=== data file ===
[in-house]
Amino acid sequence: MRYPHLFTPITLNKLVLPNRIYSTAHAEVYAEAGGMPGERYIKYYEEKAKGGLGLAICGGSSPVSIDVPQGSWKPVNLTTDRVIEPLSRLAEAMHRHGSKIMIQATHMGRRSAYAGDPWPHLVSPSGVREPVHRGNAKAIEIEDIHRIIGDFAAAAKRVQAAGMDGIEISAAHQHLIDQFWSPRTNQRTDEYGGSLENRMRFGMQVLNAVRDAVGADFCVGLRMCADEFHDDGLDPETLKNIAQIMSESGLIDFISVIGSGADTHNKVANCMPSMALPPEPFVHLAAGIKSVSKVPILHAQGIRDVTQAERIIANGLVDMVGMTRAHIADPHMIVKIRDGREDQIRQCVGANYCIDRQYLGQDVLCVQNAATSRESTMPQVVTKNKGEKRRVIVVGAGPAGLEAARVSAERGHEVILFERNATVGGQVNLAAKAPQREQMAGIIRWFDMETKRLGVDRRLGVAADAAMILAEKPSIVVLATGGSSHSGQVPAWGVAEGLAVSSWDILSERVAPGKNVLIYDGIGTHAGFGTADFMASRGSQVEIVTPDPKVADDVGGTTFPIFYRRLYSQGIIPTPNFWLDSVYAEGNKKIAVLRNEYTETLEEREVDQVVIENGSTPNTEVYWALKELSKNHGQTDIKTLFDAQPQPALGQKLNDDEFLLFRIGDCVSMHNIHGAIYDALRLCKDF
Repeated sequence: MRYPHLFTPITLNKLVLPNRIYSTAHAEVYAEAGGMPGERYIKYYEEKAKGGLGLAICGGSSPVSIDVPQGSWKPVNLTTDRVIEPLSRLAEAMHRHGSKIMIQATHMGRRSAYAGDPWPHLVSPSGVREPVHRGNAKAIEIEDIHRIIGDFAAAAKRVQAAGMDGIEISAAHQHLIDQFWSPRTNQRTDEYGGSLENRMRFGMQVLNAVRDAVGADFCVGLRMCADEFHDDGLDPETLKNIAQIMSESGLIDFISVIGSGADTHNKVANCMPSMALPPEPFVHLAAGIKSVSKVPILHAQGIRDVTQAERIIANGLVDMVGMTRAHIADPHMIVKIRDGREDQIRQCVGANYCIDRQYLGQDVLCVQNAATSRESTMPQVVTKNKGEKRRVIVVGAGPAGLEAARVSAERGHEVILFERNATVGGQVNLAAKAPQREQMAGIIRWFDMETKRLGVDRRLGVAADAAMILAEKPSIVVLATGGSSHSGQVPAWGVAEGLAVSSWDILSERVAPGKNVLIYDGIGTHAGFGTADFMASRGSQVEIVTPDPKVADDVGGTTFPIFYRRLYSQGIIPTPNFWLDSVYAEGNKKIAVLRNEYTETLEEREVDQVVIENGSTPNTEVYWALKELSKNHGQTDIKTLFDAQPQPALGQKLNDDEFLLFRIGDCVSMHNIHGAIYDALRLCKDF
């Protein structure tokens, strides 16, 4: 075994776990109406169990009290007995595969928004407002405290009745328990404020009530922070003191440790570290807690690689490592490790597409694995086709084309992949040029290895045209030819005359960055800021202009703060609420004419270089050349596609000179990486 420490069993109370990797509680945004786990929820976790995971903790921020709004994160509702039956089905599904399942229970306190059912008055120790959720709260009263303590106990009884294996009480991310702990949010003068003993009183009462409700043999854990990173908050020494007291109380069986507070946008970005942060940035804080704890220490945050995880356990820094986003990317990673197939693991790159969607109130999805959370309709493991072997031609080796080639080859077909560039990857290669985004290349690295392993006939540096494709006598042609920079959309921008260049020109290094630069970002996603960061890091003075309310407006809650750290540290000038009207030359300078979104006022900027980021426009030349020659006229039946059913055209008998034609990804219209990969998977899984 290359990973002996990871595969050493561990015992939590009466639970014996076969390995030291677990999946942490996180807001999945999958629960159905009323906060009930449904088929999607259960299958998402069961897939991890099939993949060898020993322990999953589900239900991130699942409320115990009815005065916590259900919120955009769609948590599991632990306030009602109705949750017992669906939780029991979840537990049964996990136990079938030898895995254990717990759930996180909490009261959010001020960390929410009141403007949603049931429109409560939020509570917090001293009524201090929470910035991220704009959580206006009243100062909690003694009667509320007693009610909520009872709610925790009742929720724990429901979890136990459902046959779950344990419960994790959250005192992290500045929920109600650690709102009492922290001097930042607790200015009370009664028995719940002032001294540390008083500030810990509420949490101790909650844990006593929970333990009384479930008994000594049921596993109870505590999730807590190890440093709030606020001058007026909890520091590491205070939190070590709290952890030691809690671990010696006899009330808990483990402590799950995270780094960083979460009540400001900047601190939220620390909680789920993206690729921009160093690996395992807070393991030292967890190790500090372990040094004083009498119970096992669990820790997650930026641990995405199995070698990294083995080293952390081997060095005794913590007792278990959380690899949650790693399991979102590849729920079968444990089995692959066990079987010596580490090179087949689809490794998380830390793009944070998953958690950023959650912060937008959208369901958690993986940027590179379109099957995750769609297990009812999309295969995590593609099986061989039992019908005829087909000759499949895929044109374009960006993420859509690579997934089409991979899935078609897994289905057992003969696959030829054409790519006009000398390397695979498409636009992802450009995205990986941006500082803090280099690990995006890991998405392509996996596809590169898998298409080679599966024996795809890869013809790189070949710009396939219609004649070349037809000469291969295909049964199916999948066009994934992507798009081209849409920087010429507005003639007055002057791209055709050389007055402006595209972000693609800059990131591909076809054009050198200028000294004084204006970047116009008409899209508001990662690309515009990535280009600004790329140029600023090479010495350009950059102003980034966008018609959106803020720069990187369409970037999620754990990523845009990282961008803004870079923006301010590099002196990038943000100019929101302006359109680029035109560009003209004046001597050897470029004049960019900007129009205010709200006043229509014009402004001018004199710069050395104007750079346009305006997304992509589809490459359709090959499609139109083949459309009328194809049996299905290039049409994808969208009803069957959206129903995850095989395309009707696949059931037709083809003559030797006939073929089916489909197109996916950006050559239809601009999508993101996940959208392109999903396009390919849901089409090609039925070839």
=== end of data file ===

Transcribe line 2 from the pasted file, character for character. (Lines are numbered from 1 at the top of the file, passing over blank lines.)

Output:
Amino acid sequence: MRYPHLFTPITLNKLVLPNRIYSTAHAEVYAEAGGMPGERYIKYYEEKAKGGLGLAICGGSSPVSIDVPQGSWKPVNLTTDRVIEPLSRLAEAMHRHGSKIMIQATHMGRRSAYAGDPWPHLVSPSGVREPVHRGNAKAIEIEDIHRIIGDFAAAAKRVQAAGMDGIEISAAHQHLIDQFWSPRTNQRTDEYGGSLENRMRFGMQVLNAVRDAVGADFCVGLRMCADEFHDDGLDPETLKNIAQIMSESGLIDFISVIGSGADTHNKVANCMPSMALPPEPFVHLAAGIKSVSKVPILHAQGIRDVTQAERIIANGLVDMVGMTRAHIADPHMIVKIRDGREDQIRQCVGANYCIDRQYLGQDVLCVQNAATSRESTMPQVVTKNKGEKRRVIVVGAGPAGLEAARVSAERGHEVILFERNATVGGQVNLAAKAPQREQMAGIIRWFDMETKRLGVDRRLGVAADAAMILAEKPSIVVLATGGSSHSGQVPAWGVAEGLAVSSWDILSERVAPGKNVLIYDGIGTHAGFGTADFMASRGSQVEIVTPDPKVADDVGGTTFPIFYRRLYSQGIIPTPNFWLDSVYAEGNKKIAVLRNEYTETLEEREVDQVVIENGSTPNTEVYWALKELSKNHGQTDIKTLFDAQPQPALGQKLNDDEFLLFRIGDCVSMHNIHGAIYDALRLCKDF